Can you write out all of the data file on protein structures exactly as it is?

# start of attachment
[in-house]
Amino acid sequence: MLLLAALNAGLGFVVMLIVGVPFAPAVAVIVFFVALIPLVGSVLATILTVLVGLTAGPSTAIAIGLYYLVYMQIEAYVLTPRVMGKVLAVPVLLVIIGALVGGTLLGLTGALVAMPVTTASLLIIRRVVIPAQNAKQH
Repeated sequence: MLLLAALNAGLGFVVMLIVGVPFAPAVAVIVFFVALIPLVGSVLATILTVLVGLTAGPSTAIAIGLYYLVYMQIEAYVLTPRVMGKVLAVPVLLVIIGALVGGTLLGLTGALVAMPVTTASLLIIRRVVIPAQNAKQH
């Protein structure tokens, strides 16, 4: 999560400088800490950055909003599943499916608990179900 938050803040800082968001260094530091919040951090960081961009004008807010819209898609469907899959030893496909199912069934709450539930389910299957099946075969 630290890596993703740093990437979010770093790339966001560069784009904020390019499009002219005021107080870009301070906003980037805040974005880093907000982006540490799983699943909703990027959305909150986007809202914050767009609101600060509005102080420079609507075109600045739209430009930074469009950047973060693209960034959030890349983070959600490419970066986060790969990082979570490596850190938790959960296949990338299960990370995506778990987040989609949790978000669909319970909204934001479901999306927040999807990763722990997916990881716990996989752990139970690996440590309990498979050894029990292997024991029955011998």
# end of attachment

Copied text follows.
[in-house]
Amino acid sequence: MLLLAALNAGLGFVVMLIVGVPFAPAVAVIVFFVALIPLVGSVLATILTVLVGLTAGPSTAIAIGLYYLVYMQIEAYVLTPRVMGKVLAVPVLLVIIGALVGGTLLGLTGALVAMPVTTASLLIIRRVVIPAQNAKQH
Repeated sequence: MLLLAALNAGLGFVVMLIVGVPFAPAVAVIVFFVALIPLVGSVLATILTVLVGLTAGPSTAIAIGLYYLVYMQIEAYVLTPRVMGKVLAVPVLLVIIGALVGGTLLGLTGALVAMPVTTASLLIIRRVVIPAQNAKQH
């Protein structure tokens, strides 16, 4: 999560400088800490950055909003599943499916608990179900 938050803040800082968001260094530091919040951090960081961009004008807010819209898609469907899959030893496909199912069934709450539930389910299957099946075969 630290890596993703740093990437979010770093790339966001560069784009904020390019499009002219005021107080870009301070906003980037805040974005880093907000982006540490799983699943909703990027959305909150986007809202914050767009609101600060509005102080420079609507075109600045739209430009930074469009950047973060693209960034959030890349983070959600490419970066986060790969990082979570490596850190938790959960296949990338299960990370995506778990987040989609949790978000669909319970909204934001479901999306927040999807990763722990997916990881716990996989752990139970690996440590309990498979050894029990292997024991029955011998």